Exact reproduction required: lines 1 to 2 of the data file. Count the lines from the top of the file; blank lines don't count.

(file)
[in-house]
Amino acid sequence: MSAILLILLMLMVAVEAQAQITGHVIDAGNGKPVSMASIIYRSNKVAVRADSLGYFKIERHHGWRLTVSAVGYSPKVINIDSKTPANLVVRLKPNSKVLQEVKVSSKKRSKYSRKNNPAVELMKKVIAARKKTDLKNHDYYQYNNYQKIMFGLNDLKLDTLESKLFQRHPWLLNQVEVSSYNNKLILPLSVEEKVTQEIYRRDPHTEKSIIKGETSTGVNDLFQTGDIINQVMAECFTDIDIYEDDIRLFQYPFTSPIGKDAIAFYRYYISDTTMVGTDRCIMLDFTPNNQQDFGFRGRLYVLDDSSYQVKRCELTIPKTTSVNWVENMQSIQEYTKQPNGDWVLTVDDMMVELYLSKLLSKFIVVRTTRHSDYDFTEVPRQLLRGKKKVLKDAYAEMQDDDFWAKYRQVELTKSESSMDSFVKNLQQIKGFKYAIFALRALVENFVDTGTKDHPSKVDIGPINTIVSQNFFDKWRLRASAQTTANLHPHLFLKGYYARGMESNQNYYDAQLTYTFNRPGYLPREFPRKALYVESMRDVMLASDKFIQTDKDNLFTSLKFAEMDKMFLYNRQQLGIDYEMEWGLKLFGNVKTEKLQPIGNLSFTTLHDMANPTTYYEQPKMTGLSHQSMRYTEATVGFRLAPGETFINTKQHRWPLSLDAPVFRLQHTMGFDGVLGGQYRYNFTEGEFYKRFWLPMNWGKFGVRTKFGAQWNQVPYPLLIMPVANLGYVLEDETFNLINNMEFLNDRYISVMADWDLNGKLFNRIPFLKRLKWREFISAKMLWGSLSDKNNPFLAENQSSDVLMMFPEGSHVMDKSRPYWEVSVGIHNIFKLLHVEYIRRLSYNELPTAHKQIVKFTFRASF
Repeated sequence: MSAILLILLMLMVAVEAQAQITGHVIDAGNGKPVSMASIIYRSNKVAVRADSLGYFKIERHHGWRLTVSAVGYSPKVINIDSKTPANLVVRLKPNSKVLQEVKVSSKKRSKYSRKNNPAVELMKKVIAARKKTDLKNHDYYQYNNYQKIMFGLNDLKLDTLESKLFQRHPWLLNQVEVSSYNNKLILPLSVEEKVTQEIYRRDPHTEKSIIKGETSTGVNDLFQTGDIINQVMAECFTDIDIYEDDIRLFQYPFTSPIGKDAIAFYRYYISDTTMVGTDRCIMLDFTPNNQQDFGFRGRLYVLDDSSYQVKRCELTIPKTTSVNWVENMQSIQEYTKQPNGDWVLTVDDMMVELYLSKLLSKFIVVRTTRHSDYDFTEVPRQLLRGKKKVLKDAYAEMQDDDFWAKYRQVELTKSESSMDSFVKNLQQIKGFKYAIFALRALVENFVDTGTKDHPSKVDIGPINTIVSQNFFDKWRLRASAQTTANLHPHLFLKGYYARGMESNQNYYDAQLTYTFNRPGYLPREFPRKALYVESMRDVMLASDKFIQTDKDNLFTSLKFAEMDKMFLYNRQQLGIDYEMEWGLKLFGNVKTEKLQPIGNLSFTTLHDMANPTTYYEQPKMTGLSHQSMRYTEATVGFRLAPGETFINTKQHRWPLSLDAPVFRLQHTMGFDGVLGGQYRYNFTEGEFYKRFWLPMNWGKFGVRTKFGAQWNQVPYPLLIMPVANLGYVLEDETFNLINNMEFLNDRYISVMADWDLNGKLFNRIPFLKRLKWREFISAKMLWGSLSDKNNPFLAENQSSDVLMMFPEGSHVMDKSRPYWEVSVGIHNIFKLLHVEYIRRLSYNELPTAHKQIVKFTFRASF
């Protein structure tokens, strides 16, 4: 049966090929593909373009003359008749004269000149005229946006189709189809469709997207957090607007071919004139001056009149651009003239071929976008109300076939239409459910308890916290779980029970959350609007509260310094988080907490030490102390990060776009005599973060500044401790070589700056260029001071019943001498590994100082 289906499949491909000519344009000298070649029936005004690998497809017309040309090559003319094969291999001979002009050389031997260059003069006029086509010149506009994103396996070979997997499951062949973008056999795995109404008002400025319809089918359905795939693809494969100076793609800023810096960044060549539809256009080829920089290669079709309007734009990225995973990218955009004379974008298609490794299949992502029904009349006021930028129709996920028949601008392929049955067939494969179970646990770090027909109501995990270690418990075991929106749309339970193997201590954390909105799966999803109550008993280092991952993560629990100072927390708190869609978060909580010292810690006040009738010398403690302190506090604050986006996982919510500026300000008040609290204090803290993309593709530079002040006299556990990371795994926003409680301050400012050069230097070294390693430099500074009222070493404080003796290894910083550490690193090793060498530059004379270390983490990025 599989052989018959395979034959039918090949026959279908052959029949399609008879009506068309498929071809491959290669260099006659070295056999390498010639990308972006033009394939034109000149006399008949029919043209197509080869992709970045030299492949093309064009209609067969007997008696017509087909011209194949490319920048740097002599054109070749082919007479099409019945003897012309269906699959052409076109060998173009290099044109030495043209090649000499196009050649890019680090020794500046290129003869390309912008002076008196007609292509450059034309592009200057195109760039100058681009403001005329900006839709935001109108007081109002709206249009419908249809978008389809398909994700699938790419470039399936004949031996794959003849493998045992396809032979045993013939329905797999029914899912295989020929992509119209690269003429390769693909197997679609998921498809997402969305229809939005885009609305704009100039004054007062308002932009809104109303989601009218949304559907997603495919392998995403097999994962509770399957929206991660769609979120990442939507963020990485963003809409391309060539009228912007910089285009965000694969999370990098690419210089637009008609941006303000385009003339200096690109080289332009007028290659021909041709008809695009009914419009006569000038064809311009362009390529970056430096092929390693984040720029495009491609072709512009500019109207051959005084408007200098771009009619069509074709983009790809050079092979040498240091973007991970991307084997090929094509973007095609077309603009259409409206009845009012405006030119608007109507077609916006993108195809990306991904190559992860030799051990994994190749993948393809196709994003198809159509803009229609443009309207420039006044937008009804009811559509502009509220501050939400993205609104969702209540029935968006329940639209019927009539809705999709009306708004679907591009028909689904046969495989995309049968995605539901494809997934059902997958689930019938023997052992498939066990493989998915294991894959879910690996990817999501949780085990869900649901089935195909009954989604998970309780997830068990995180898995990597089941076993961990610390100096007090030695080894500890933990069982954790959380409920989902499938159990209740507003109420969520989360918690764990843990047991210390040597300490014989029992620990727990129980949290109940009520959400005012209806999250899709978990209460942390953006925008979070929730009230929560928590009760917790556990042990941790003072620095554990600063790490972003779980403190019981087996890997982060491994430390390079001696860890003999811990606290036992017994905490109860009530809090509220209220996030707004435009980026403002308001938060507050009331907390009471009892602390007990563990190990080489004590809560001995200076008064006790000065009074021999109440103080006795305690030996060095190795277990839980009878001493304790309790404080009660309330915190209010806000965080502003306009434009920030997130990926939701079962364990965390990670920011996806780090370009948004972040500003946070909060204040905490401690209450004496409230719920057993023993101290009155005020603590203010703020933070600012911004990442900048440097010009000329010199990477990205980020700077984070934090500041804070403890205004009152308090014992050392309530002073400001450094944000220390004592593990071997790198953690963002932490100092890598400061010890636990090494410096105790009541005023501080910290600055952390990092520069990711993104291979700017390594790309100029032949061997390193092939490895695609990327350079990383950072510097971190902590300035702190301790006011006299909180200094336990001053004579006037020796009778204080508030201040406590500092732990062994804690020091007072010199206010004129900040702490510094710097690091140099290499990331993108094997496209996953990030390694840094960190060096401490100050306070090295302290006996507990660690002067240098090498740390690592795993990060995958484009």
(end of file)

[in-house]
Amino acid sequence: MSAILLILLMLMVAVEAQAQITGHVIDAGNGKPVSMASIIYRSNKVAVRADSLGYFKIERHHGWRLTVSAVGYSPKVINIDSKTPANLVVRLKPNSKVLQEVKVSSKKRSKYSRKNNPAVELMKKVIAARKKTDLKNHDYYQYNNYQKIMFGLNDLKLDTLESKLFQRHPWLLNQVEVSSYNNKLILPLSVEEKVTQEIYRRDPHTEKSIIKGETSTGVNDLFQTGDIINQVMAECFTDIDIYEDDIRLFQYPFTSPIGKDAIAFYRYYISDTTMVGTDRCIMLDFTPNNQQDFGFRGRLYVLDDSSYQVKRCELTIPKTTSVNWVENMQSIQEYTKQPNGDWVLTVDDMMVELYLSKLLSKFIVVRTTRHSDYDFTEVPRQLLRGKKKVLKDAYAEMQDDDFWAKYRQVELTKSESSMDSFVKNLQQIKGFKYAIFALRALVENFVDTGTKDHPSKVDIGPINTIVSQNFFDKWRLRASAQTTANLHPHLFLKGYYARGMESNQNYYDAQLTYTFNRPGYLPREFPRKALYVESMRDVMLASDKFIQTDKDNLFTSLKFAEMDKMFLYNRQQLGIDYEMEWGLKLFGNVKTEKLQPIGNLSFTTLHDMANPTTYYEQPKMTGLSHQSMRYTEATVGFRLAPGETFINTKQHRWPLSLDAPVFRLQHTMGFDGVLGGQYRYNFTEGEFYKRFWLPMNWGKFGVRTKFGAQWNQVPYPLLIMPVANLGYVLEDETFNLINNMEFLNDRYISVMADWDLNGKLFNRIPFLKRLKWREFISAKMLWGSLSDKNNPFLAENQSSDVLMMFPEGSHVMDKSRPYWEVSVGIHNIFKLLHVEYIRRLSYNELPTAHKQIVKFTFRASF